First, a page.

An estimated 70% of adults in the United States will experience at least one traumatic event during their lifetime, and 20% of those individuals will develop PTSD (Kadish, 2019). PTSD, or Post-traumatic Stress Disorder, is a mental health condition that may occur in people who have witnessed or personally experienced a traumatic event. One question that is frequently asked about this disorder is “Does PTSD ever go away?” The short answers is that the symptoms of PTSD never completely go away. However, there are ways to diminish the symptoms through specific techniques. With that being said, living and thriving with PTSD is more than possible.
What exactly is PTSD?
Post-traumatic Stress Disorder, or most commonly known as PTSD, is a mental health condition that is triggered by a traumatic or life-threatening event that an individual has either witnessed or experienced. This disorder can cause individuals to suffer from nightmares, vivid flashbacks, and severe anxiety. In some cases, those who are diagnosed with PTSD may even avoid specific places or activities that are reminders of the trauma.
Although many people will have short term responses to life-threatening or traumatic events, some will develop longer-term symptoms leading to the diagnosis of PTSD. There are four main types of PTSD symptoms, including:
- cognitive and mood symptoms,
- arousal symptoms,
- re-experiencing symptoms, and
- avoidance symptoms.
If you have personally experienced a traumatic or life-threatening event, it is important to understand the definition of PTSD and the symptoms associated with it in order to properly assess your next steps towards treatment.
The Affects of Trauma on Your Brain and Body
When we experience stress from what the body perceives as a threat, the brain creates a psychological and physical response called the fight or flight response. During the fight or flight response, your brain triggers the release of adrenaline and epinephrine. These hormones help your body react quickly by increasing heart rate and blood flow to the brain and muscles in order to help you defend yourself or run. Once the threat passes, your brain then begins to release norepinephrine calming you down and returning yourself back to a normal state.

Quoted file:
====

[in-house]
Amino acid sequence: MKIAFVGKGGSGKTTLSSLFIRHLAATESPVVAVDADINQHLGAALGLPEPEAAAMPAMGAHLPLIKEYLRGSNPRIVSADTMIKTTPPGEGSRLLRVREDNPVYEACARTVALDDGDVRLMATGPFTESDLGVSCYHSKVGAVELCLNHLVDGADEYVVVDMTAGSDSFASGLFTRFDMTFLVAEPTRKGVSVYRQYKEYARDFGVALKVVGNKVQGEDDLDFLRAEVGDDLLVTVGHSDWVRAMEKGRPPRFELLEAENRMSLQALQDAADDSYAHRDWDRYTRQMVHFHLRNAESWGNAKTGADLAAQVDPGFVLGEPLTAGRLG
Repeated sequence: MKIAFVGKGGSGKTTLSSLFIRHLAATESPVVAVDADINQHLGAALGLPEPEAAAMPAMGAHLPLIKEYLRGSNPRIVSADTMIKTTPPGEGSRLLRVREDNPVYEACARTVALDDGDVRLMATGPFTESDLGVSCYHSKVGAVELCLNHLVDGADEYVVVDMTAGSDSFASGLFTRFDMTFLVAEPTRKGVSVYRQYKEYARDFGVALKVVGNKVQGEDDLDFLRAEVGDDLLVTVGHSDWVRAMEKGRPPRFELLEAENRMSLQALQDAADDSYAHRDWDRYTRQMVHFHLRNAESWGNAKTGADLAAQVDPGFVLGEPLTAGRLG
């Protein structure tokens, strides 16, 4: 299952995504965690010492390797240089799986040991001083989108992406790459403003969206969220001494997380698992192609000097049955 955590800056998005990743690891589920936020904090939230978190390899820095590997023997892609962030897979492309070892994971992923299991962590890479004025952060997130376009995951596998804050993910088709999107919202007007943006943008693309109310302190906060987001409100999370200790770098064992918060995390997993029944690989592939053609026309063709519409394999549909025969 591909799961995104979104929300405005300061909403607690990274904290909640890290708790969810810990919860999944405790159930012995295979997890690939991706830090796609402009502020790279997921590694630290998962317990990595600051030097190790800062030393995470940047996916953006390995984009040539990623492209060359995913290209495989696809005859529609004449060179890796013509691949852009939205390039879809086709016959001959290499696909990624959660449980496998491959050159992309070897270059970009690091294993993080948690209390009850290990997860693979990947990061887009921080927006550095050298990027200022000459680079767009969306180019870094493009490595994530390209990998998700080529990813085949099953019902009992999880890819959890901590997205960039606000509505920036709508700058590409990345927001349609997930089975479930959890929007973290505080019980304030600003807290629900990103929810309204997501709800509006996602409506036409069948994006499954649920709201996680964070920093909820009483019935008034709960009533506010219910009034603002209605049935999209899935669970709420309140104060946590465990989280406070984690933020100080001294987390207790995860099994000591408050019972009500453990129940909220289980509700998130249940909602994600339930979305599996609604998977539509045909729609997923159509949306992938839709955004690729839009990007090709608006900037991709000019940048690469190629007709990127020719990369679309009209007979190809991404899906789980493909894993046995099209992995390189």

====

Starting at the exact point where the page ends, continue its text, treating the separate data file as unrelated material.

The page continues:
For those with PTSD, they do not experience a normal and healthy fight or flight response. Instead, these individuals experience a constant state of alertness meaning that their stress response stays active even after the traumatic event, often leading to self-destructive thoughts or actions, intense fear, and distorted reality of past or current events.
When Does PTSD Go Away?
PTSD never entirely goes away; however, with proper treatment, PTSD symptoms can be diminished and made manageable. How long the disorder lasts depends on multiple factors including the type and severity of the trauma, how long the trauma lasted, and how the patient’s brain was affected by the traumatic event (Peterson, 2019).
With proper treatment, it is possible to live with PTSD. Experiencing a traumatic event doesn’t have to take over your life. We are here to help and want to guide you through the trauma you faced! Contact us for a consultation with Dr. Sambunaris and start your new beginning!
Kadish, S. (2019, December 4). Does PTSD ever go away? dealing with PTSD. PCH Treatment Center. Retrieved October 26, 2021, from https://www.pchtreatment.com/does-ptsd-ever-go-away/.
Peterson, T. J. (n.d.). How long does PTSD last? does PTSD ever go away? HealthyPlace. Retrieved October 26, 2021, from https://www.healthyplace.com/ptsd-and-stress-disorders/ptsd/how-long-does-ptsd-last-does-ptsd-ever-go-away.
Posttraumatic stress disorder. NAMI. (n.d.). Retrieved October 26, 2021, from https://www.nami.org/About-Mental-Illness/Mental-Health-Conditions/Posttraumatic-Stress-Disorder.
About the author
Renee Posa serves as a writer for the blog of Dr. Sambunaris and Associates. She currently holds a Bachelor of Science degree in Psychology from Kennesaw State University and is further pursuing a career towards nursing.at Chamberlain University. Long-term she hopes to complete her BSN so that she can continue educating patients.